Tag Archives | Emergency

…You can fix a wet computer?

Water Computer

Eventually, it’s going to happen: You’re going to spill something on your laptop, or drop your phone in the toilet, and assume that it’s gone to the big gadget graveyard in the sky. However, if you plan ahead and know the steps to take to save your device from a watery grave, there is a chance that you can save it from an early demise, as I recently discovered.

First, let me tell you my story: There is nothing more relaxing than sitting down with a laptop and a nice big cup of hot chocolate and reading through a few long blog posts or catching up on the latest viral videos. Recently however, the computer gods were not smiling down upon me, and after setting a full cup of hot chocolate on the table, I proceeded to reach over and try to type something, catch the top of the glass with my hand, and watch in slow motion as the entire cup poured itself on top of my MacBook’s keyboard. Normally, this would mean the hasty death of an otherwise healthy computer, but with a bit of quick thinking and an emergency, MacGuyver style surgery, I was actually able to save (and in the process clean) the laptop to let it live another day.

Since laptop deaths via liquid destruction seem to be a common occurrence, I wanted to share my experience in hopes that it will someday save you from the same situation and save a laptop from an unplanned bath. (Though I’m writing this after saving a laptop, the steps should work equally well for a cell phone, camera, or any other device that occasionally finds its way into the toilet bowl.)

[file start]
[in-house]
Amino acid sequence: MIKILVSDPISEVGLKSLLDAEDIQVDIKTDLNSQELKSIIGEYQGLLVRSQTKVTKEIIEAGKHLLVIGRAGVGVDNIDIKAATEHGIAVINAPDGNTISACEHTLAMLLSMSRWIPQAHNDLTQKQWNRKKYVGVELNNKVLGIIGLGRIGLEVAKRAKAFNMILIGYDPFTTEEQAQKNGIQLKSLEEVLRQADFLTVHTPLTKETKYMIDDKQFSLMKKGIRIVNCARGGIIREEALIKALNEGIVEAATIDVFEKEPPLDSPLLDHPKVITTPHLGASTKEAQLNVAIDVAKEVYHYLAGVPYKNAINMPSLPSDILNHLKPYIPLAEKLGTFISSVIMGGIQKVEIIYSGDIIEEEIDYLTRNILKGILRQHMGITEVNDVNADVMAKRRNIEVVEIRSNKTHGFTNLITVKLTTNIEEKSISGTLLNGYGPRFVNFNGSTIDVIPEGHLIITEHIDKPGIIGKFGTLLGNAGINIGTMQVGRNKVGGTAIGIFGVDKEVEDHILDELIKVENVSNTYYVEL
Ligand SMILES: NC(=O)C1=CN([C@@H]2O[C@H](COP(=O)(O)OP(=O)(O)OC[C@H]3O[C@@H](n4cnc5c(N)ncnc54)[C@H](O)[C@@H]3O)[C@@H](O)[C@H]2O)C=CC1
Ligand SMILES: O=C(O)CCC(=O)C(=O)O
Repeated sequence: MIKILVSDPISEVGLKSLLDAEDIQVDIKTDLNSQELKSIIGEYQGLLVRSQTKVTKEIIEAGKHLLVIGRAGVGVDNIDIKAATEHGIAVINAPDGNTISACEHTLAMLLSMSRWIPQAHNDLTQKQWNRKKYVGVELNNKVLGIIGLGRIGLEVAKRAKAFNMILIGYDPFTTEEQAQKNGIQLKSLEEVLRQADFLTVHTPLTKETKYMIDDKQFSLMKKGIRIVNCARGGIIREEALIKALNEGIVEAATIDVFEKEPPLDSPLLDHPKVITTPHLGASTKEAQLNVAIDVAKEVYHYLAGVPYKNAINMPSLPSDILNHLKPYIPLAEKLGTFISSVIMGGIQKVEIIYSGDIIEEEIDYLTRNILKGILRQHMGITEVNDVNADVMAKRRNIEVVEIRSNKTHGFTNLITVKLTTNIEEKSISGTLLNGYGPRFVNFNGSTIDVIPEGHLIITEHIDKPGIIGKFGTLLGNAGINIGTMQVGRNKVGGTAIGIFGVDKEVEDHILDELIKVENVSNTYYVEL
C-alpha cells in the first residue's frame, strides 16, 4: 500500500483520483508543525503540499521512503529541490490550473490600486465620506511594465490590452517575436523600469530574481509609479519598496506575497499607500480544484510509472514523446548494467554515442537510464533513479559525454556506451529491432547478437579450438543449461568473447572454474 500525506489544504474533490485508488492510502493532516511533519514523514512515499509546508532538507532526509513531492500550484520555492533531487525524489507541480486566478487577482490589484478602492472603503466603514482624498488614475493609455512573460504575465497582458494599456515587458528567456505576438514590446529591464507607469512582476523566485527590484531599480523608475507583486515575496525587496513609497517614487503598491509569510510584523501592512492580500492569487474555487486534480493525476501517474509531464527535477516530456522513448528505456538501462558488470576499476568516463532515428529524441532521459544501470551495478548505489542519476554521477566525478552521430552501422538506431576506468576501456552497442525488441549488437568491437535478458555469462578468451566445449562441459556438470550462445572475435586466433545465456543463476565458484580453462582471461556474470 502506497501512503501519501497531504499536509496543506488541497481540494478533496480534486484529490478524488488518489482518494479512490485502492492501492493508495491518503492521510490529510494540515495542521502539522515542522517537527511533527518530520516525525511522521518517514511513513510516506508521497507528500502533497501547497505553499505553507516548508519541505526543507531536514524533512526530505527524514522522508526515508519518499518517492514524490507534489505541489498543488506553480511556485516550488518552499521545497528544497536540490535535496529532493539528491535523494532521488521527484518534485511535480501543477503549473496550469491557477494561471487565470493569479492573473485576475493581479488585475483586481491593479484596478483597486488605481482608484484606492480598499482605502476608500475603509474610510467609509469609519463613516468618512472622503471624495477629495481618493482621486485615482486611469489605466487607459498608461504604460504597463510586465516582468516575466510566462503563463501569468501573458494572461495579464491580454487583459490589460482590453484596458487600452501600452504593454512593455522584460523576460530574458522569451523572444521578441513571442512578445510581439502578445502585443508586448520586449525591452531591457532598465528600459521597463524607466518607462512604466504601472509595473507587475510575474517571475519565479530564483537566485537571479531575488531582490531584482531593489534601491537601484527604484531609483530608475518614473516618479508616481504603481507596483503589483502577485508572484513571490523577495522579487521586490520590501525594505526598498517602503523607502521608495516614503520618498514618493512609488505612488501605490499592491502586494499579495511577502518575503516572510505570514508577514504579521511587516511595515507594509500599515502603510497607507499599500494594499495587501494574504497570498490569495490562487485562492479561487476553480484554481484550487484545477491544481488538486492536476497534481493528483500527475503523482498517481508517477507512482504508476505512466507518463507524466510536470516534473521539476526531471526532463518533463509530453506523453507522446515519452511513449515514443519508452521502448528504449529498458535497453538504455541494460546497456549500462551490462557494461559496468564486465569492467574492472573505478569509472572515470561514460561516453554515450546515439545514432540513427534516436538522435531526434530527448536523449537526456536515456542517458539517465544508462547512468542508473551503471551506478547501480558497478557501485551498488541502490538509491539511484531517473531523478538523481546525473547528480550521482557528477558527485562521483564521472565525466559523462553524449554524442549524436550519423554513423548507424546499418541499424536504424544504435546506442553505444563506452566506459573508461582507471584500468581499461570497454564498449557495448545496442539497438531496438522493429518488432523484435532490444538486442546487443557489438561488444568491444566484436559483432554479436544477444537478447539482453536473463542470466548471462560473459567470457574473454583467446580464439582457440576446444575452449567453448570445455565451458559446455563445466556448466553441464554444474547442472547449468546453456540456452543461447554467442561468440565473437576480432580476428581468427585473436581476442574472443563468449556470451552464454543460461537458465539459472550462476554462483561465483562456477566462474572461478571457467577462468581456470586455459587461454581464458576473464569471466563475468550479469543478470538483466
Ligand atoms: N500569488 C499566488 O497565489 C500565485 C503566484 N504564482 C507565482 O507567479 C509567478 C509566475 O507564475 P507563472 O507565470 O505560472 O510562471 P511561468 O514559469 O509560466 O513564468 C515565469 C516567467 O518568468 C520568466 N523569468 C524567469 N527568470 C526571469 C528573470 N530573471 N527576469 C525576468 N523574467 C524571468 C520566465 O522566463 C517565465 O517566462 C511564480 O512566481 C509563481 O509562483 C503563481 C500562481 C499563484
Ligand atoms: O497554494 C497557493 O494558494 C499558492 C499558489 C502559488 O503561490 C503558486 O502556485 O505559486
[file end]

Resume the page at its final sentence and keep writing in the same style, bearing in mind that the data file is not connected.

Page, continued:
How to save a soaked gadget:

  1. Unplug the device and take out the battery IMMEDIATELY! – Liquids are not the enemy here, liquids and power are, since that’s what’s going to cause power spikes and short circuits, so be sure to remove any and all sources of power as soon as possible.
  2. Dry the outside of the device – The goal here is to remove any extra liquid that could get into the device once you start taking things apart. Since there will already be some liquid inside, the last thing you want to do is make things worse.
  3. Disassemble the device – Liquid can find its way into the smallest nooks and crannies, so you’ll want to take apart and remove as many pieces and parts as possible so that you can uncover any hidden areas of moisture. For a good source of disassembly (and more importantly, reassembly) guides, check out iFixIt.
  4. Dry the inside of the device – Start with any big areas of wetness, and work your way down into the nooks and crannies. The goal here is to just start drying things, and chances are, even if it doesn’t look wet, it is, so you’ll want to give everything at least one, and preferably multiple rounds of drying. In my case, I used paper towels and cotton swabs, but towels, t-shirts, and even napkins will work as long as they won’t fall apart and leave little pieces of lint/paper/garbage in the device.